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Tax Evasion and Divorce

Tax Evasion and Divorce

Risks Presented by Tax Fraud or Evasion Allegations in a Divorce

The risks presented by asset protection plans and schemes used to insulate assets from domestic judgments are far from the only risk factor. Since, under state law, divorce cases involve the exchange of thorough and complex financial disclosures coupled with feelings of resentment and betrayal, it is not uncommon for one spouse’s inkling of suspicion to grow into full-blown accusations of tax fraud or tax evasion. The ex-spouse may believe that he or she is protected from civil or criminal liability due to innocent spouse relief and therefore feel empowered to threaten to reveal failures to file taxes, failures to pay taxes, mischaracterized income, overstated deductions, undisclosed foreign accounts, or an array of other tax crimes. The former spouse may attempt to use these accusations in an attempt to extort a large martial settlement and other favorable support terms.

It is essential to have a knowledgeable tax attorney who can assess the veracity of the allegations and whether they constitute a real risk. A tax attorney is required because only the attorney-client privilege is robust enough to protect disclosures of potentially criminal actions. Furthermore, the tax attorney can bring in an accountant or forensic accountant who can then enjoy a similar level of confidentiality through a derivative attorney-client privilege. However, potential criminal disclosures to an accountant are only protected when the accountant is working under the direction of an attorney trough a Kovel letter.

In certain cases, a tax attorney may be able to defuse these allegations while simultaneously providing protection from penalties. For instance, problems with undisclosed foreign accounts can often be resolved through Offshore Voluntary Disclosure Program (OVDP) or Streamlined Disclosure. However, time is of the essence because these programs will be unavailable if the IRS or DOJ become aware of the non-disclosure or investigate the same. The tax attorney can also explain the difficulties of qualifying for innocent spouse relief and the fact that accusations of this type may place all or significant amounts of marital assets at risk. He or she can also explain the difficulties of expecting spousal or child support payments from an incarcerated spouse.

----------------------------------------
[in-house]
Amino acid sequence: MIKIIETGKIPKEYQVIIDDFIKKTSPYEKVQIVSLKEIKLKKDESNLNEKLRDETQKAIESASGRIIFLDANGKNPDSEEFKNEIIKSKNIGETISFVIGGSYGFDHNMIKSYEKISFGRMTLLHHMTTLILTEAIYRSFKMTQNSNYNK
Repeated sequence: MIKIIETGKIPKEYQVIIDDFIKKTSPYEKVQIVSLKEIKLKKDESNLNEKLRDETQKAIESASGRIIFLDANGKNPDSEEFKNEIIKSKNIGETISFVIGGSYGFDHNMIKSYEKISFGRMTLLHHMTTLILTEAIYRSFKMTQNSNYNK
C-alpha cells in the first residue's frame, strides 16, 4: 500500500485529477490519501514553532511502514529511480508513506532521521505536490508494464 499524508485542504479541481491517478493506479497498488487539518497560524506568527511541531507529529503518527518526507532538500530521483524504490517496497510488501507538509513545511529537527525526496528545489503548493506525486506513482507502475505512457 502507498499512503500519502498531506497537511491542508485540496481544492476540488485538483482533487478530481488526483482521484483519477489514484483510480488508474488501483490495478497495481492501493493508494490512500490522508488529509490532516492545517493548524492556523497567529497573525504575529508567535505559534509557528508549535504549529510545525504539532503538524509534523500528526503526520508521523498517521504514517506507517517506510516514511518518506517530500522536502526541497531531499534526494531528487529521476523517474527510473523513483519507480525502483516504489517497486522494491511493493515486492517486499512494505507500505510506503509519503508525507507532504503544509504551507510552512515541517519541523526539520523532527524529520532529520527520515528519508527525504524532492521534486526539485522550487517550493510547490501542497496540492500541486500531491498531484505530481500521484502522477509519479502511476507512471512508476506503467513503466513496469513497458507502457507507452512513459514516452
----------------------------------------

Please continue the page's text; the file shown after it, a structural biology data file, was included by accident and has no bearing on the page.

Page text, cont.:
Criminal Tax Concerns Regarding Offshore Asset Protection Schemes in a Divorce or Separation Proceeding

Perhaps one of the most consequential aspects of divorce tax planning is the possibility of facing criminal tax charges for actions taken prior to or during the divorce or separation. While most people would consider themselves financially savvy and unlikely to commit fraud, the strong emotions and sense of betrayal felt during a divorce can cause people to take actions without fully considering the full scope of potential ramifications. Consider the unfortunate scenario that unfolded for Anchorage plastic surgeon Dr. Michael D. Brandner.

For decades, Bradner was a respected surgeon who was apparently quite successful. Unfortunately, Bradner’s life would start to spiral out of control and culminate in a federal tax evasion conviction when his wife stated that she was seeking a divorce from the doctor. At this point, Bradner enacted a form of an offshore asset protection scheme where he sought to conceal marital assets and place them far beyond the reach of his soon-to-be ex-spouse.

Shortly after the divorce was filed, Bradner somewhat inexplicably set out on a secret road trip that would take him from Tacoma, Washington to Costa Rica. Bradner traveled by car and after reaching Costa Rica, he opened two bank accounts depositing $350,000 cash and placing 1000 ounces of gold in a bank safe deposit box. He then continued on to Panama where he formed a sham entity to open another bank account. Bradner deposited approximately $4.8 million into this account. Following the end of the divorce proceedings, Bradner attempted to repatriate these assets but was caught by a government informant working in the Panamanian bank. Bradner was convicted by a federal jury of three counts of tax evasion and four counts of wire fraud. Theoretically, Bradner could have faced additional penalties related to his failures to disclose the accounts as per FBAR and FATCA. In any case, Bradner will serve years in federal prison as a result of his convictions.